Once again, the lamp changed positions. It now stared at a silver frame with a small child sitting on a miniature sized wooden chair. The chair was made for small children.The picture frame was also small. It was no bigger than the palm of a human’s hand. The photograph – even smaller. Although the details of the picture were pretty and well defined, the lamp knew that his view was too cramped.

“But if I look at the picture, my world is too small,” the lamp protested.

The pen and the picture frame looked at one another and shrugged. “There’s nothing we can tell you,” they said in unison.

The lamp shifted. He stared at the never moving picture. He stared at the ever growing ocean. He thought about the retriever.

 

The Dollar Bill

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I was down. Down further than the ground. I was down so far that I barely heard the promise.

“Hey Bill,” my friend said. “I’ve got a friend, you’ve got to meet him. He’ll help you get out.”

“Get out from under?” I called up. “I’ve been down for so long, I don’t know if I can get up.”

“No, no, trust me. He’s a good guy. He’s the guy. The guy you’ve got to talk to.”

“Will he give me hope?”

“Give you hope?”

“Yeah, you know, will he give me the hope that I need to get up?”

“He’s got hope for you. I’ll set you up. You need to meet him.”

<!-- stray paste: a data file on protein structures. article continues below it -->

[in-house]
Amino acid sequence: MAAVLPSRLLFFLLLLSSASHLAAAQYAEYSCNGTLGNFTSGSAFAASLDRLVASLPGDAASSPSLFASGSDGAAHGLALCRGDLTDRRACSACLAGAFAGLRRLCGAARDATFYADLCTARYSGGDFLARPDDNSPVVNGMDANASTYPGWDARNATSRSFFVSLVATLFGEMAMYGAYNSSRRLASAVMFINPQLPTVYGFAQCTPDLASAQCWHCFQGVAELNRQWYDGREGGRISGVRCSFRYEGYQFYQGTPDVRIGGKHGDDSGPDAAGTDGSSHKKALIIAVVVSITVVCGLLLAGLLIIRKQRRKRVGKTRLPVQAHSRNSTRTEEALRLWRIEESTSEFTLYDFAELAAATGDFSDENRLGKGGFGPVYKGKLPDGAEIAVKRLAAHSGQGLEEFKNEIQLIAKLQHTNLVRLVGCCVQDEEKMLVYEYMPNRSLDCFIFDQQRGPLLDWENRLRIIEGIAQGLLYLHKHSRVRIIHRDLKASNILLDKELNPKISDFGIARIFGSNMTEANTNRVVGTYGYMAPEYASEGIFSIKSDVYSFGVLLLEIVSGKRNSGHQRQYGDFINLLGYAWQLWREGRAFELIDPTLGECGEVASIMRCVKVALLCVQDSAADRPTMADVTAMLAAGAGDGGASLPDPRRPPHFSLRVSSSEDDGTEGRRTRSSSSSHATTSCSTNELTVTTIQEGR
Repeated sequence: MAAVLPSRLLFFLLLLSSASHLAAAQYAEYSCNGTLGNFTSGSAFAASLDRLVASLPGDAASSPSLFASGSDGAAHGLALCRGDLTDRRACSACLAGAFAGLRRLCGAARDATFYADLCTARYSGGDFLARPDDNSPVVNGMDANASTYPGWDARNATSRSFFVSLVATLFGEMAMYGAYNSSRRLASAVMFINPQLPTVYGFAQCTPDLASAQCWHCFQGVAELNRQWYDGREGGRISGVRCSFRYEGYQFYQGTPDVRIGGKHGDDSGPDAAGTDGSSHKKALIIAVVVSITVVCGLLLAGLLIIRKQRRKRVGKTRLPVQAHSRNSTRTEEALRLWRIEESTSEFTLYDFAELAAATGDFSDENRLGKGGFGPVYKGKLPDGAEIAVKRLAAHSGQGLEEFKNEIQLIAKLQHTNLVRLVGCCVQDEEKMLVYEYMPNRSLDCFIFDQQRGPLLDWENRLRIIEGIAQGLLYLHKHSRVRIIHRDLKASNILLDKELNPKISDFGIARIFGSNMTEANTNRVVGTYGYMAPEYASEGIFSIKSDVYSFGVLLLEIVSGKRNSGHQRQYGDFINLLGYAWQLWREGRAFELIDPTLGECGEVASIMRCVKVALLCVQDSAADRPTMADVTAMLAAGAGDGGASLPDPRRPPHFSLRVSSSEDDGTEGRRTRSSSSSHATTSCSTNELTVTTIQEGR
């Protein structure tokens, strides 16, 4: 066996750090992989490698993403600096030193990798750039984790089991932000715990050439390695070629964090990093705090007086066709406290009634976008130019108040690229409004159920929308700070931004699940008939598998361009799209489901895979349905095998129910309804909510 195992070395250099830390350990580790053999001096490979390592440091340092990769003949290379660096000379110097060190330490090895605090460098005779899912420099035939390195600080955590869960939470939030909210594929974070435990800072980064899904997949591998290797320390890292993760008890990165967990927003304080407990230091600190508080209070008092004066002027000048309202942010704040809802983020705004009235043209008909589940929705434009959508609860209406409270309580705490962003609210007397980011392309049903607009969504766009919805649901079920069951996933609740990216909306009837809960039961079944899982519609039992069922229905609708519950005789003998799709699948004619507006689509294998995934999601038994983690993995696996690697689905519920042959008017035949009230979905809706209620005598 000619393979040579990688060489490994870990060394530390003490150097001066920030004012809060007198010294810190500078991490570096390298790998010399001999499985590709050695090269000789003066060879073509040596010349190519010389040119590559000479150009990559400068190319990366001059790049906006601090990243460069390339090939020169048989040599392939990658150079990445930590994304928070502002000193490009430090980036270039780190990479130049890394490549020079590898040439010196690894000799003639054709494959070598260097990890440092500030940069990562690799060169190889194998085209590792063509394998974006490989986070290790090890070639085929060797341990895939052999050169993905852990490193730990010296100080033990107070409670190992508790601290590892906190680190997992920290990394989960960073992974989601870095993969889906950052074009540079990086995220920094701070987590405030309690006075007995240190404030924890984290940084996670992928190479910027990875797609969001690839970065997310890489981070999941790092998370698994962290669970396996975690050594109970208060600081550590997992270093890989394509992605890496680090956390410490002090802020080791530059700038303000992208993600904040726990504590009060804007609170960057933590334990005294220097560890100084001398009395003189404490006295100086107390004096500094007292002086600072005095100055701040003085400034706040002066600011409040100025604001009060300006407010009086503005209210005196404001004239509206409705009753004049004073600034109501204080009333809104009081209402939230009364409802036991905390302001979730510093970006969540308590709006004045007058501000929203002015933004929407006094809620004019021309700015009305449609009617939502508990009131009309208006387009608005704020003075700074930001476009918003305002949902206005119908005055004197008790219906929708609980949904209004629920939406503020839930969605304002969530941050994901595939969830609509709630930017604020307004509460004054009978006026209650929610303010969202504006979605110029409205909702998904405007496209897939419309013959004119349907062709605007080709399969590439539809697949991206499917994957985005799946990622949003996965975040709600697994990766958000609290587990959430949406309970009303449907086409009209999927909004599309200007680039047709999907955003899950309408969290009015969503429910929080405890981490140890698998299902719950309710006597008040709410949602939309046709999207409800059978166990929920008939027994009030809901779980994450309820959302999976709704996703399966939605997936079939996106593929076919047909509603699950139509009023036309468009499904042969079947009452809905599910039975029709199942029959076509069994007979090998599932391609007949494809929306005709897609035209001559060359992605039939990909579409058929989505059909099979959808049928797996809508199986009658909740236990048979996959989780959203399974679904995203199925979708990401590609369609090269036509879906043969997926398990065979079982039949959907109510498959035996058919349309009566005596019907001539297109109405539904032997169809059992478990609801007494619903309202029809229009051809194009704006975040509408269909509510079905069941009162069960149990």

Two days later I was down. Down deeper into the ground. I was so down I was in the earth. Down without sound, I waited. I listened for the guy who was supposed to arrive.

A man with a beard that covered his entire face peeked down into the earth. His eyes were brows and his brows were white. I couldn’t see wrinkles, but I knew his face was a map. Cracked fault lines and desert eyes. Tears evaporated long ago.

“Are you Bill?” He called out.

“Yes.”

“You look far down there,” he said, straining to see me.

“I need help. I need to get back up.”

“I have just the thing for you. You won’t feel this way forever.”

“What do you have?”

“Hope. I have hope. Just give me fifty dollars and I’ll show you what I mean. You’ll feel better in no time.”

“What am I buying?”

“Hope. Nothing is for free. You pay for this once, you never have to pay for anything in your life ever again. This will work like nothing you’ve tried. You’re going to be okay, my friend. You’re going to be okay.”

My wallet was filled with twenties. Eighty dollars worth of twenties. “I only have twenties,” I shouted up to the man.

“That’s okay. Sixty will do. Trust me, you won’t miss it. This is good. This is what you need.”

I plucked out 3 twenty dollar bills and reached as far as I could toward the man in the sky.

“I can’t reach you.”

“Yes you can. You just have to believe in yourself.”

I reached farther.

“I still can’t reach you.”

“You have to have hope,” he said

I waved my wad of cash in the air, “but that’s what I’m paying for.”

 

http://bits.blogs.nytimes.com/2011/06/23/latvians-arrested-in-scareware-scam/

The Microwave

microwave

Name: Mike

Birthday: April 1946